A confusing season is getting confusing-er and confusing-er. Now that the election has passed and we're united again as one harmonious nation, perhaps we can figure this out together.
For instance, I can't tell if Michigan has two good, healthy quarterbacks, or none. I can't tell if Michigan State is the greatest 5-5 team in history or the unluckiest 5-5 team in history or the whiniest 5-5 team in history. I can't tell if Wisconsin and Indiana are playing a huge pivotal game, or if it's a joke in need of a punchline.
Help me out here. Michigan (6-3) must beat mighty Northwestern (7-2) on Saturday to stay in the homely Big Ten race, but the strangest thing has happened. Just as the Wolverines defense started appearing, their quarterbacks started disappearing. No one knows where they went, or if all their limbs are working.
Devin Gardner started instead of Denard Robinson last week and was pretty good. But Robinson is the quarterback if his elbow is better, or sort of better. If not, then Gardner is the quarterback ahead of the injured (or not injured) Russell Bellomy and third-stringer Jack Kennedy, who's no Jack Kennedy.
But everything could change by game time, except it might not change because Robinson's injury might be worse than initially thought. Unless it isn't.
For answers, I went to Brady Hoke, a cheerfully engaging person who will happily discuss anything as long as it is not, in any way, related to Michigan quarterbacks, Michigan injuries, Michigan depth charts, Michigan uniforms, Michigan weather, etc.
Take a look at our conversation, fabricated and secretly recorded as always:
Me: "So, Coach, who you planning to start at quarterback?"
Hoke: "No idea."
Me: "Are you even using a quarterback this week?"
Hoke: "Not sure."
Me: "Can I get some sort of clue?"
Hoke: "His first name starts with a D."
Me: "Great! Anything else?"
Hoke: "First name starts with D-e."
Me: "Aaaand … "
Hoke: "Have a nice day."
Back in the day, it didn't really matter who started against Northwestern and its 187-pound defensive linemen (weighed with pads and helmet on). But it matters now, because the Wildcats are the sabermetricians of college football, using protractors and algorithms and on-base percentages to design funky schemes that don't require hulking players sporting actual muscles.
That's why it would behoove the Wolverines to get Robinson ready, even if that bothers some Michigan fans, for no logical reason. I'm not saying college football fans in general are short-sighted, wildly irrational and often drunk by 9:30 a.m. on a Saturday. Frankly, I think that goes without saying.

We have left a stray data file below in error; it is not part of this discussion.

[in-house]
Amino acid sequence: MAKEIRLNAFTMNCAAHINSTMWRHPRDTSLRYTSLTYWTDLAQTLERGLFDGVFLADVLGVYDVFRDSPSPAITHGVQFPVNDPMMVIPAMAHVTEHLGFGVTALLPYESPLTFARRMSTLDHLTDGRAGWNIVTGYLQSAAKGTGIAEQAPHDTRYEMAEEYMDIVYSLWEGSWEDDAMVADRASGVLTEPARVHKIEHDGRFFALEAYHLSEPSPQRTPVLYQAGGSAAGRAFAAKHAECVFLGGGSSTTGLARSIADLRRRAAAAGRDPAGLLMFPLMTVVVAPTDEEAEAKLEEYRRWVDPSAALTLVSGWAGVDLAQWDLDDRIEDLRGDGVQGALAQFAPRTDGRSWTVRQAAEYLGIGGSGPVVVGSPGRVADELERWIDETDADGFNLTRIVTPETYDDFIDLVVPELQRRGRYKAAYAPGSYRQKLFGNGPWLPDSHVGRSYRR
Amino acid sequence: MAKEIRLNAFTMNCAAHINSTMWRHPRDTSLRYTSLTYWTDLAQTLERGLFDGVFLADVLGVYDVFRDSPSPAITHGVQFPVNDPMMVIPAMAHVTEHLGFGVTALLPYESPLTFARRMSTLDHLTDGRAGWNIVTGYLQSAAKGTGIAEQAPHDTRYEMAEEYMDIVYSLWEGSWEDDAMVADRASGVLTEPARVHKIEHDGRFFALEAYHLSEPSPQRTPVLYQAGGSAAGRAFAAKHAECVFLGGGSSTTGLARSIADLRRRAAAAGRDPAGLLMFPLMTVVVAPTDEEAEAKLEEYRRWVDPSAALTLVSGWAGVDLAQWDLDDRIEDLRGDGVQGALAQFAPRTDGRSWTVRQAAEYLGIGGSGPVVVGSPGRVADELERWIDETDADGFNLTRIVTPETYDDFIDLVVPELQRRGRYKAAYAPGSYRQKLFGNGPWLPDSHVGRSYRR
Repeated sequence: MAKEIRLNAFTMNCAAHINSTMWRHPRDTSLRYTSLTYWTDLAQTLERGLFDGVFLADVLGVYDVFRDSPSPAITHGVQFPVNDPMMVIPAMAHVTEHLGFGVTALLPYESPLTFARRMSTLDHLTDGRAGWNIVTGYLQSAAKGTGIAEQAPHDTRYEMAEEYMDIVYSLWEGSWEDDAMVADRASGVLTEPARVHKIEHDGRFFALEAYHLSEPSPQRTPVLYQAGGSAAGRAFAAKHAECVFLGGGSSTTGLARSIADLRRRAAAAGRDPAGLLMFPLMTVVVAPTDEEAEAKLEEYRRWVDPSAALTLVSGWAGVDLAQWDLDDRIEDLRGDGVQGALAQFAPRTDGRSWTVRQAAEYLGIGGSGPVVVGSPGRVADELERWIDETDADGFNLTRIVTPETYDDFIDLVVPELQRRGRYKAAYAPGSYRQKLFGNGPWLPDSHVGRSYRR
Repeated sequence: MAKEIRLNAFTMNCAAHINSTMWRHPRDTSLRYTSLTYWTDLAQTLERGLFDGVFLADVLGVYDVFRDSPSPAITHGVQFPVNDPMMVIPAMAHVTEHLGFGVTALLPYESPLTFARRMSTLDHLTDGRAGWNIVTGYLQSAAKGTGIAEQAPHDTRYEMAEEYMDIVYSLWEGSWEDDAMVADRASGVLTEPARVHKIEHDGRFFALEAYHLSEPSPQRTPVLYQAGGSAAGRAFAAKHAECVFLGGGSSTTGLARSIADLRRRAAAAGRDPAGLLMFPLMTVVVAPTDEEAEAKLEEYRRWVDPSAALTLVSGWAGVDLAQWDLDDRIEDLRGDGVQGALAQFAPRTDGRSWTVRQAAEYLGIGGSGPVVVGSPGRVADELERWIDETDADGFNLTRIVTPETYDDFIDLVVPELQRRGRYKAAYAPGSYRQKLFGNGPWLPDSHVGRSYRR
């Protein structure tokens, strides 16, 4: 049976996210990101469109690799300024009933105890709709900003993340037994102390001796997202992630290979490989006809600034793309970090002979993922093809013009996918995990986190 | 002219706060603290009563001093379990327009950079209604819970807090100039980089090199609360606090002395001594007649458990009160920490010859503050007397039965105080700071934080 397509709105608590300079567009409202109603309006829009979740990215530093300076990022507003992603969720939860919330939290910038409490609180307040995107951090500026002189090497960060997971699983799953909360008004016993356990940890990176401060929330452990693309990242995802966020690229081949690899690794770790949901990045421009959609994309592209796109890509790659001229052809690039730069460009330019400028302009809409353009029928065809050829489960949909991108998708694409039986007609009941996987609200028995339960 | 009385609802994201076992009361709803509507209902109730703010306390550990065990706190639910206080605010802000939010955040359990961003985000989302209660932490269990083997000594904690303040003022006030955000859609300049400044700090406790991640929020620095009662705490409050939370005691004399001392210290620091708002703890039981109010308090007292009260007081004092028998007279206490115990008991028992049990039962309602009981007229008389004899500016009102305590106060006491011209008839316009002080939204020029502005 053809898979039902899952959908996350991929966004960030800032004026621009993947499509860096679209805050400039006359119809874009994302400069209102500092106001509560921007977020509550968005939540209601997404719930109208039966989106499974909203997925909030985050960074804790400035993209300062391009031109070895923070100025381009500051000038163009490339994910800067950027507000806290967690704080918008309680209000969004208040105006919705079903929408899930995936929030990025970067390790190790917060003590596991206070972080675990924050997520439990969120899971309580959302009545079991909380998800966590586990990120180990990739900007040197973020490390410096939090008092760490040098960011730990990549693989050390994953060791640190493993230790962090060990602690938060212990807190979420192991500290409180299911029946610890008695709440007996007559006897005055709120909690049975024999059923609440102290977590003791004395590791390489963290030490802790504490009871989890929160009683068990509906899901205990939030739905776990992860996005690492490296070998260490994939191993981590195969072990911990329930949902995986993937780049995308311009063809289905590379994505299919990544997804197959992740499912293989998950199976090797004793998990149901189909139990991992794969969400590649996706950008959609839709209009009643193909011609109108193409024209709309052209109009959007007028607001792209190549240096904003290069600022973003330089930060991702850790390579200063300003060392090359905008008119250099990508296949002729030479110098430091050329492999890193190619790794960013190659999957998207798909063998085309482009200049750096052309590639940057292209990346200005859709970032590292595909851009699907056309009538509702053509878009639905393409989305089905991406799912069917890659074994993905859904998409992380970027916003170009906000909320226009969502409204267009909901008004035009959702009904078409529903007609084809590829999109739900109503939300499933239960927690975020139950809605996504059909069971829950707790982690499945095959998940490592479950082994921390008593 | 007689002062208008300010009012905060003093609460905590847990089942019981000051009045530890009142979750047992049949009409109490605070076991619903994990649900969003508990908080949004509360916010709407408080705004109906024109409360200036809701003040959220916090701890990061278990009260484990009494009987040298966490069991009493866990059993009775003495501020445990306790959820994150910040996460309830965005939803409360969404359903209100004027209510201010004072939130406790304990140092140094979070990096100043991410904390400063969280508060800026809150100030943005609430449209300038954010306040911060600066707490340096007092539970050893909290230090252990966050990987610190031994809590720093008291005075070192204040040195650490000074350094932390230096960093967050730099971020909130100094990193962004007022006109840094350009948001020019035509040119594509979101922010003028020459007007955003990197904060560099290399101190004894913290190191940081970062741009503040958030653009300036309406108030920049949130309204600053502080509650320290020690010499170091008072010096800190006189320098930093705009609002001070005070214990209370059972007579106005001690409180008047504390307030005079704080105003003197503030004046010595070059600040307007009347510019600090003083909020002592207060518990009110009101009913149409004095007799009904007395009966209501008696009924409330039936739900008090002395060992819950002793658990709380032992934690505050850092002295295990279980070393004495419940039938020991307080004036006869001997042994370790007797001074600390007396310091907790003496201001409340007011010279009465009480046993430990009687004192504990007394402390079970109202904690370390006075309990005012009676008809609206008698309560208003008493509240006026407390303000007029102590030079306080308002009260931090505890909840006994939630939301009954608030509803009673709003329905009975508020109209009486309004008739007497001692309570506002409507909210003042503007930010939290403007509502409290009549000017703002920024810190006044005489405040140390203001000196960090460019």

Some Michigan people are convinced, after one start, Gardner is the only viable option and should have been the guy all along, and who needs Robinson and his 492,307 yards of offense? For the record, Robinson may not pass so accurately, but he's one of the toughest running quarterbacks in college football history, and ahem, Michigan did go 11-2 with him.
Gardner has a chance to be good, and very well might get another chance this week, and also next season. But if you're writing off Robinson — and I mean this in the nicest way possible — you're a dope.
That brings me to the other major confusing issue. Apparently, Michigan State decided to take this week off to allow its fans to march on Big Ten headquarters in protest of the referees who hate the Spartans. I thought officiating conspiracies went away with the NHL lockout, but boy, was I wrong.
You can't walk through East Lansing these days without running into someone wearing a green sweatshirt and a tinfoil hat, muttering about underground bunkers and striped-shirt humanoids with microchips implanted in their necks.
Mark Dantonio's Spartans are 5-5* (* 9-1 when adjusted for officiating) and have lost four games by a combined 10 points. Players and fans have complained and tweeted and written to their Congresspersons about bad luck and nefarious agendas. Even after back-to-back 11-win seasons, the Spartans still aren't allowed within 1,500 miles of the Rose Bowl. With their tough defense, they were one of the Big Ten favorites, which now makes them one of the many Big Ten flops.
So it's the refs' fault, of course, and has nothing to do with Michigan State's long-standing penchant for foolish penalties. There were a few highly questionable calls against Nebraska, but there also was a fourth-and-10 completion in the final minute by the Cornhuskers. My theory is, at the last decisive moment, the Spartans declined to win because they knew it would help the Wolverines. Hey, in this painful, peculiar season, it's as plausible an explanation as any.
Now, Michigan State gets a week to figure out who it is. Michigan gets another day to figure out which letter comes after D-e.
Pick: Michigan 30-17
Penn State at Nebraska: The Cornhuskers snuck out of East Lansing under cover of darkness following that 28-24 victory. There's no truth to the rumor a gigantic gift basket of cornbread showed up at the Big Ten offices this week. Nebraska 32-19
Wisconsin at Indiana: I warned you about this horrific scenario and here it is — if the 4-5 Hoosiers win, they nudge ever closer to the Big Ten championship game next month. If the Badgers win, they're in, barring federal intervention. Wisconsin 42-40
Notre Dame at Boston College: Speaking of inexplicable karma, Notre Dame is 9-0 after barely beating Pitt, BYU, Stanford, Purdue and the Jacksonville Jaguars. Notre Dame could go undefeated and lose out on a title shot to Kansas State, which is confusing and also very funny. Notre Dame 27-16